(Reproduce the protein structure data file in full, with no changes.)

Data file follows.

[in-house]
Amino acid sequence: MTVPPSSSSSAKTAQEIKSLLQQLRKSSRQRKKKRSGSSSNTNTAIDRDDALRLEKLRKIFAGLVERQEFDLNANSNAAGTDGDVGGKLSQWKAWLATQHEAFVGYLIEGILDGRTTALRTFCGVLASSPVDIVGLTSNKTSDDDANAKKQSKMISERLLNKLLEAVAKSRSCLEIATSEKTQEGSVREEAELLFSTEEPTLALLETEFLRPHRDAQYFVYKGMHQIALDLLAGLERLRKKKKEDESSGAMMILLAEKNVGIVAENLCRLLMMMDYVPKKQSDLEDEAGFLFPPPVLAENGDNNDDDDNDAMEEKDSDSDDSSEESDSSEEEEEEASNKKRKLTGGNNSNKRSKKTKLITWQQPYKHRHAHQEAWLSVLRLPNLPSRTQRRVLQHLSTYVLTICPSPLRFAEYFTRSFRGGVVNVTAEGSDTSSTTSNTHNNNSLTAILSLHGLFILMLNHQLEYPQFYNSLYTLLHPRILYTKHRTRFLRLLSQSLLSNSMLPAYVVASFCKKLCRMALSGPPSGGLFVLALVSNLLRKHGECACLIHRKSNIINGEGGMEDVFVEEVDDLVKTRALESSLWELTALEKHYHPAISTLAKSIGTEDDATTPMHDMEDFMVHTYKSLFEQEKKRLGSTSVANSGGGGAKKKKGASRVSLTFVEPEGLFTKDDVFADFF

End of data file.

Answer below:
[in-house]
Amino acid sequence: MTVPPSSSSSAKTAQEIKSLLQQLRKSSRQRKKKRSGSSSNTNTAIDRDDALRLEKLRKIFAGLVERQEFDLNANSNAAGTDGDVGGKLSQWKAWLATQHEAFVGYLIEGILDGRTTALRTFCGVLASSPVDIVGLTSNKTSDDDANAKKQSKMISERLLNKLLEAVAKSRSCLEIATSEKTQEGSVREEAELLFSTEEPTLALLETEFLRPHRDAQYFVYKGMHQIALDLLAGLERLRKKKKEDESSGAMMILLAEKNVGIVAENLCRLLMMMDYVPKKQSDLEDEAGFLFPPPVLAENGDNNDDDDNDAMEEKDSDSDDSSEESDSSEEEEEEASNKKRKLTGGNNSNKRSKKTKLITWQQPYKHRHAHQEAWLSVLRLPNLPSRTQRRVLQHLSTYVLTICPSPLRFAEYFTRSFRGGVVNVTAEGSDTSSTTSNTHNNNSLTAILSLHGLFILMLNHQLEYPQFYNSLYTLLHPRILYTKHRTRFLRLLSQSLLSNSMLPAYVVASFCKKLCRMALSGPPSGGLFVLALVSNLLRKHGECACLIHRKSNIINGEGGMEDVFVEEVDDLVKTRALESSLWELTALEKHYHPAISTLAKSIGTEDDATTPMHDMEDFMVHTYKSLFEQEKKRLGSTSVANSGGGGAKKKKGASRVSLTFVEPEGLFTKDDVFADFF